Photo is all three watches on my wrist. Big high five to anyone who knows why I took that particular photo.

I might make a YouTube video about these watches, so please leave any questions in the comments. I searched for info on YouTube and there wasn’t much, except random stuff from watch dealers.






10 responses to “A Comprehensive Guide to Solar Analog Travel Watches”

  1. Mike Feeney Avatar
    Mike Feeney

    I have a Casio Oceanus with many of these features.

    Titanium, solar, satellite and iPhone syncing.

    Casio says it can adjust to 45-minute time zone differences like in Kathmandu.

    My favorite feature is using the second time zone dial as a chronometer. Natural and fast to read 4:15 pm as an elapsed time of 16 hours 15 minutes.

    Mine is model OCW-T4000C-3AJF. Reminded me enough of the cool Rolex Milgauss but way cheaper and more functional.

    1. Tynan Avatar

      Cool! I looked at these but didn’t realize they sync with the phone. How is the app? Maybe I’ll get one before the gear post to test it out. Looks like they do radio, not GPS, but the phone sync may be better than both in some ways.

      For people reading, the Oceanus is MUCH thinner than Seiko or Citizen, but otherwise similar dimensions. Looks cool!

      1. MICHAEL FEENEY Avatar

        The app works fine. It syncs up to 4 × per day, and manually if you want.

        They redesigned the interface and it doesn’t look as good as it used to.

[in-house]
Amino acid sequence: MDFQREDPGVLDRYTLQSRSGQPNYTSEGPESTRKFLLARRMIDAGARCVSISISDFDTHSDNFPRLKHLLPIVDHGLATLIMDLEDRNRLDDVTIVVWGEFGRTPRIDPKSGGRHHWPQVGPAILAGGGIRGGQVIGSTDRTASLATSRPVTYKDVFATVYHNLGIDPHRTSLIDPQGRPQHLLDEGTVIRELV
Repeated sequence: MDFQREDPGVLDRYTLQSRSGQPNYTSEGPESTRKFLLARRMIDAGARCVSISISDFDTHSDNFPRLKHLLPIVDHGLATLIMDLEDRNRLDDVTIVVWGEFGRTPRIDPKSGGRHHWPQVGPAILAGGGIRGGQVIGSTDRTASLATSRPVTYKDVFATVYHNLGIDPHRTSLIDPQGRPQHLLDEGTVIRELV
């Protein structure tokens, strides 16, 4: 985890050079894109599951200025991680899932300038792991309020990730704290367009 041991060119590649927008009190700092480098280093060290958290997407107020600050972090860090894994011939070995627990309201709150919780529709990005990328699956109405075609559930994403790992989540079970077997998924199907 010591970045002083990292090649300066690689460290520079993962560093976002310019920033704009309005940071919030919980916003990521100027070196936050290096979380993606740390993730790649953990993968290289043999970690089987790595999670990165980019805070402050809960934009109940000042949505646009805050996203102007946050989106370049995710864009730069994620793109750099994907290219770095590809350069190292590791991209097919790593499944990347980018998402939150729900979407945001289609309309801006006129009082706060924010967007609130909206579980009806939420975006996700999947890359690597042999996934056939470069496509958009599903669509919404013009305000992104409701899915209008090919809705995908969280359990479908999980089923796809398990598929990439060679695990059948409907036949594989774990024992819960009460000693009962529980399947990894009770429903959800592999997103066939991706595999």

It has a phone finder feature so you can press a special button sequence on the watch and your phone will make a loud noise like ‘find my iPhone’. I don’t really misplace my phone so don’t use that much.

        The watch is really light. The bracelet clasp has a slide micro-adjustment to 3 different widths for when your wrist is skinnier or fatter e.g. waterlogged from swimming or showering.

        The finish of the watch —bracelet, case, dial—is equal or better to my Swiss ones. So my other watches are all a little neglected now. 😂

        1. Will Avatar

          I had similar requirements and ended up with the Garmin Aviator (gen 2).

          It looks nice, lasts close to 1 week with AOD on and 2 weeks without, and has modern health tracking.

          I’m not sure I’d recommend it though. On paper you get best of both worlds with modern software/health tracking features.

          But in practice, the software and updates cause more problems (more moving parts):

          – a recent update broke the sunset time readout on the watch face, so now it just says Dec 31 is the sunset time
          – a second time zone complication is why I wanted the watch.. but this complication has no indicator of am/pm… _maybe_ a software update will fix it
          – one of the key features of the aviator model is the GMT bezel, paired with the GMT hand on the watch face. I thought this could be configured to point to an arbitrary time zone of my choosing but this is not actually possible in the software so it always points to GMT

          It’s still a nice watch, but I think I’ll eventually want to opt for something a bit more stable and not so reliant on perfect software.

  2. CANADAMAN Avatar

    St. John’s, Newfoundland* not New Brunswick

    1. Tynan Avatar

      Oops! I should have known better. Fixed, thanks.

  3. Marger Verschuur Avatar

    Is the photo related to the Three Stooges, or is that just a coincidence? 🙂

  4. Bailey Ende Avatar
    Bailey Ende

    My son is a “watch freak”…..will pass this post on to him….dental school was easy compared to trying to understand these watch descriptions….i truly am getting old.

  5. Ashish Avatar

    I can’t believe the Breitling has been deprecated!

  6. Tom Avatar

    You should reach out to some of the smaller watch brands to see if they will collab with you. As a fellow traveler with girly wrists, I’d buy a Limited Edition Tynan World Timer.